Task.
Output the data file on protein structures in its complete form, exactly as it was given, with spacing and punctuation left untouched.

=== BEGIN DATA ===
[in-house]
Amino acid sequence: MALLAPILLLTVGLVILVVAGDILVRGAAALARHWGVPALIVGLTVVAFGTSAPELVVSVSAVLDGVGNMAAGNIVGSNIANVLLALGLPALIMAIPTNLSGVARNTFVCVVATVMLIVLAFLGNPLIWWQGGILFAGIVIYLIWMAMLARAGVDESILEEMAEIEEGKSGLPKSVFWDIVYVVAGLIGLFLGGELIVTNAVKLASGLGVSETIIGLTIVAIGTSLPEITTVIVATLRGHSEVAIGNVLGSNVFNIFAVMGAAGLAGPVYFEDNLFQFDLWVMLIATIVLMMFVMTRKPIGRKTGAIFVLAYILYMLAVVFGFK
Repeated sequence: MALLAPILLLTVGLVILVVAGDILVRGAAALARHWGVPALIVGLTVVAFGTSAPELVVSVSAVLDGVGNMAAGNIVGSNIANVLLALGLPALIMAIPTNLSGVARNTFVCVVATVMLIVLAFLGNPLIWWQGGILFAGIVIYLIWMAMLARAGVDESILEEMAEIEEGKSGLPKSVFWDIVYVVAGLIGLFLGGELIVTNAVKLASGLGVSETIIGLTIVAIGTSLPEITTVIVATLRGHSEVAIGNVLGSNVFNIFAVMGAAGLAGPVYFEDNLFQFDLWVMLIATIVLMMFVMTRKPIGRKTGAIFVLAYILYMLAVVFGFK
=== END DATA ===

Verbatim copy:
[in-house]
Amino acid sequence: MALLAPILLLTVGLVILVVAGDILVRGAAALARHWGVPALIVGLTVVAFGTSAPELVVSVSAVLDGVGNMAAGNIVGSNIANVLLALGLPALIMAIPTNLSGVARNTFVCVVATVMLIVLAFLGNPLIWWQGGILFAGIVIYLIWMAMLARAGVDESILEEMAEIEEGKSGLPKSVFWDIVYVVAGLIGLFLGGELIVTNAVKLASGLGVSETIIGLTIVAIGTSLPEITTVIVATLRGHSEVAIGNVLGSNVFNIFAVMGAAGLAGPVYFEDNLFQFDLWVMLIATIVLMMFVMTRKPIGRKTGAIFVLAYILYMLAVVFGFK
Repeated sequence: MALLAPILLLTVGLVILVVAGDILVRGAAALARHWGVPALIVGLTVVAFGTSAPELVVSVSAVLDGVGNMAAGNIVGSNIANVLLALGLPALIMAIPTNLSGVARNTFVCVVATVMLIVLAFLGNPLIWWQGGILFAGIVIYLIWMAMLARAGVDESILEEMAEIEEGKSGLPKSVFWDIVYVVAGLIGLFLGGELIVTNAVKLASGLGVSETIIGLTIVAIGTSLPEITTVIVATLRGHSEVAIGNVLGSNVFNIFAVMGAAGLAGPVYFEDNLFQFDLWVMLIATIVLMMFVMTRKPIGRKTGAIFVLAYILYMLAVVFGFK